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Discussion Starter #1
Hi.

I'm a 35 year old chap, and have been playing squash for years, but need to improve my fitness to help my squash, now I'm getting on a bit.

I've been running with my wife, and I've got as far as doing 7km in 41 minutes, which I'm fairly pleased with for now.

My question is this. The fitness I've got from squash doesn't seem to be helping my running much, I guess I must use different muscles etc. I'm not being limited by my cardio fitness, but it's all my legs!! I really hurt in my calves and the back of my thighs, and that's what stopping me going faster. What can I do to help with the legs, just run more, or something else?
 

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I'll be short and sweet and give a basic answer... you'll need to run more.

Most people start running as a means of getting fit and find (as I did myself) that the limiting factor is their cardiovascular system. As fitness improves the limiting factor seems to shift over to the muscles, and whilst strength training for the legs will help, nothing can better replicate the repetitive use of running muscles carrying out a running action better than running can! Perservere with the running - it sounds like you're doing great, and you'll undoubtedly improve with time :)
 

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You're doing well to do date and sore legs are to be expected even if you are squash fit.

You just need to run sensibly..not do too much too soon. Run within yourself in terms of speed and distance and gradually build up running stength.

Make sure you wear a proper pair of running shoes to suit your gait.
 

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I had a period of about 3.5 weeks where, despite lots of rest days, my legs hurt permanently. They were just about getting over the ache from the last run as I did the next one.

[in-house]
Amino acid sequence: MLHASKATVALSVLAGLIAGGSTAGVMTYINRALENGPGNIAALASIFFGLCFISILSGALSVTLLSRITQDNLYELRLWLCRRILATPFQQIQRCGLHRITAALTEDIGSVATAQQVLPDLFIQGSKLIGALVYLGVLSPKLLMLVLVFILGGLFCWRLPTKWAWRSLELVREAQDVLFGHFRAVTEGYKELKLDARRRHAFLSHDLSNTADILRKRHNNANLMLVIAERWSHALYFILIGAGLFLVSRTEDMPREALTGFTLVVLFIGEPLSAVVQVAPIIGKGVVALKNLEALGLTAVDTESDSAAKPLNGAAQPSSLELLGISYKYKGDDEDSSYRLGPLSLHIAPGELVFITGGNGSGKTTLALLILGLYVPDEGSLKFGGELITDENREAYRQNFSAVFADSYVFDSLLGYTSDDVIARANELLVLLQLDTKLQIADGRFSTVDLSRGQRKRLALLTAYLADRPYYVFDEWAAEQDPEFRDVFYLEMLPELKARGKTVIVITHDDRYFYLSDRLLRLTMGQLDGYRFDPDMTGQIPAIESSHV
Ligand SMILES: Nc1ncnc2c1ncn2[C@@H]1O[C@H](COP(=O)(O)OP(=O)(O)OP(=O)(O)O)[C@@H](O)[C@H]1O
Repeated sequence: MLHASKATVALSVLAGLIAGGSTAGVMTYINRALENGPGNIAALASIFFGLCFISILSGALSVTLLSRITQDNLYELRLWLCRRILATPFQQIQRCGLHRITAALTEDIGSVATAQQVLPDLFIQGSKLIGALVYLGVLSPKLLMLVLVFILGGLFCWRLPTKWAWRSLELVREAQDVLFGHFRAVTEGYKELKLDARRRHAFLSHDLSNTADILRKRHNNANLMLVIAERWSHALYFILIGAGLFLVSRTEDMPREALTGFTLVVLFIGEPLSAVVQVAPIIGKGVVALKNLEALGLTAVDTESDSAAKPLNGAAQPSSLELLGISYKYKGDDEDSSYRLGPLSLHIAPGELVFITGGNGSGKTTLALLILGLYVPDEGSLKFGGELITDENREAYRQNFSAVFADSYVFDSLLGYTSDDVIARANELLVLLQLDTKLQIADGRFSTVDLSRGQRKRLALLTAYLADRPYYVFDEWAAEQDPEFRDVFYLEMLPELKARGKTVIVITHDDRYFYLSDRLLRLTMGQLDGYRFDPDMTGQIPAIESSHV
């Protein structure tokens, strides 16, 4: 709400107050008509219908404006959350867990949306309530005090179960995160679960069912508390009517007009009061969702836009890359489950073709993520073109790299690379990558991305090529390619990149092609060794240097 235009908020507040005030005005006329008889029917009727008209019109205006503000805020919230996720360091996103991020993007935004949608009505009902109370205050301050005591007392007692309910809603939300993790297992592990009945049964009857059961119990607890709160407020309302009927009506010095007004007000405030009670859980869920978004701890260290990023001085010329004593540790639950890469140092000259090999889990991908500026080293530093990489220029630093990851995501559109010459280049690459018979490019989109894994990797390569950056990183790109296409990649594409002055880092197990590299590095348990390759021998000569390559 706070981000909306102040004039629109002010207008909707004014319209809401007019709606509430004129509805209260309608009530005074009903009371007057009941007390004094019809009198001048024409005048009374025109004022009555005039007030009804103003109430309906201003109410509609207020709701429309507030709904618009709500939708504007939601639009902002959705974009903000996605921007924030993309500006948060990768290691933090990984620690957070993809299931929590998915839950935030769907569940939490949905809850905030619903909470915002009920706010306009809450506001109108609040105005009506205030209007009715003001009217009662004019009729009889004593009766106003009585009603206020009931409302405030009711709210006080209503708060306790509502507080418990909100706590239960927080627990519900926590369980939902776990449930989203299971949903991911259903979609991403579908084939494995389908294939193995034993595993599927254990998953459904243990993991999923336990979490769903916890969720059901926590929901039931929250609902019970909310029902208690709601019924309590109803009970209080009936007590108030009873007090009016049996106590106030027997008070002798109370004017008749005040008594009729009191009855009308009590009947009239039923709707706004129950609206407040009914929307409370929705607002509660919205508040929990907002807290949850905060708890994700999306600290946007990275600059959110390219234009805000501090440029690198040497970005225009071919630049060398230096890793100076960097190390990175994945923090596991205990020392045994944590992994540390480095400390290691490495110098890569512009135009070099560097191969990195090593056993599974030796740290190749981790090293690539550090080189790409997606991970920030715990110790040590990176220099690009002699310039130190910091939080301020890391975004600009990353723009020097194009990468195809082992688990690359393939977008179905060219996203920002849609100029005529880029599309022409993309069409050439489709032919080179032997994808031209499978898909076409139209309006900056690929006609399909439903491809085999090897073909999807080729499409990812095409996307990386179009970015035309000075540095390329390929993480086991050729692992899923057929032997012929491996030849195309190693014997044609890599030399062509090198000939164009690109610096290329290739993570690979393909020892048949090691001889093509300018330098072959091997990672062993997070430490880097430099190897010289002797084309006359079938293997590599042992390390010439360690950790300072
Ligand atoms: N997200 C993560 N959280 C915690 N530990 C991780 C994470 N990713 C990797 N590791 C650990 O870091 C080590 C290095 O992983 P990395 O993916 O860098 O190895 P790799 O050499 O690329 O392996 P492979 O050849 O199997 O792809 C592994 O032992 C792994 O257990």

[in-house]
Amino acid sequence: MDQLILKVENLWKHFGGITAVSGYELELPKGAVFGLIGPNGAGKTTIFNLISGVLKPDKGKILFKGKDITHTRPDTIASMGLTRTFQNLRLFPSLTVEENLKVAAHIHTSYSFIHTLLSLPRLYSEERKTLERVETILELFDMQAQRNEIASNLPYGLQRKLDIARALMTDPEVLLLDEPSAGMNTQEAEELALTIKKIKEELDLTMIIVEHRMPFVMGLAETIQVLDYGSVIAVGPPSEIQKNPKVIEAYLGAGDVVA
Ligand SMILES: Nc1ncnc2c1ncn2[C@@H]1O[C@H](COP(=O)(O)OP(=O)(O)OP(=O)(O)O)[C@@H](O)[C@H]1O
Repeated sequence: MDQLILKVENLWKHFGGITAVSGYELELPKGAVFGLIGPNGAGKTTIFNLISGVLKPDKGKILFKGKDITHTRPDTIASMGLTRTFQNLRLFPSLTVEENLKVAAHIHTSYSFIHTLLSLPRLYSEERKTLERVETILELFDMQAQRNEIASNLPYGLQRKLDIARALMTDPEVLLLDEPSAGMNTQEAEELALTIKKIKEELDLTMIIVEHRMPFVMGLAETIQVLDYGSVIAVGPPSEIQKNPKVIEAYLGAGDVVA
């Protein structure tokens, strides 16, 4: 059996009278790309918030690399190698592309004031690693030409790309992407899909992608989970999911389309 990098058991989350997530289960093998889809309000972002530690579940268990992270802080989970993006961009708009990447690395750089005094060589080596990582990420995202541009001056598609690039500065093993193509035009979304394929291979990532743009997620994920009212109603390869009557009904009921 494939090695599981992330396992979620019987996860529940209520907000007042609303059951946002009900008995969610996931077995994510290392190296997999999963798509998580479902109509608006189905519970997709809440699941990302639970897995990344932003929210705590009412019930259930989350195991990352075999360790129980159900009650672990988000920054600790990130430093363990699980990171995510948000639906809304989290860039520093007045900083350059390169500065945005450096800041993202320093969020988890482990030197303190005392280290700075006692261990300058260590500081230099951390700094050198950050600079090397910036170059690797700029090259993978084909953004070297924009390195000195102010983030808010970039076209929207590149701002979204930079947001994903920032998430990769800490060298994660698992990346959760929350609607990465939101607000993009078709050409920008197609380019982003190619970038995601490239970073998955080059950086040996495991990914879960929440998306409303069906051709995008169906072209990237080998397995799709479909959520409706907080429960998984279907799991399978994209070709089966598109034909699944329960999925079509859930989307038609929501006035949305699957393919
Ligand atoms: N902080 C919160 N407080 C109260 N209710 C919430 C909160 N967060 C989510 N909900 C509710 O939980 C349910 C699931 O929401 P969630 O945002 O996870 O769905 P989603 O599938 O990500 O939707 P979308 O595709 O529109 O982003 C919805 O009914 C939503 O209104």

It stopped eventually, partly because my legs got stronger, partly because I'd been running too fast and realised it and slowed down a little.

Make sure you take rest days to have some chance to recover, don't go too fast (the best tip I was given was that you should be able to talk while you're running - if you can't, slow down), and keep at it, and your legs will gradually get stronger and stop hurting.
 

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When I started I had the same problems - had the lungs and fitness but not the legs. As RS mentioned, this is a good sign as most people have the opposite problem - so your fitness from squash definitely does help you !

Also, I disagree with most people here. I think that generalised muscle soreness is a good sign of getting better and I like it. I am secretly proud when I get muscle soreness now as it's only when I really push myself that I get it :lol:.

To get better at running you need to be able to cope with minor problems - they should not always be a reason to take it easy or rest. Most people are capable of more than they think!
 

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Muscle soreness is one of those things you'll get used to. I ache like hell when I get up in the morning!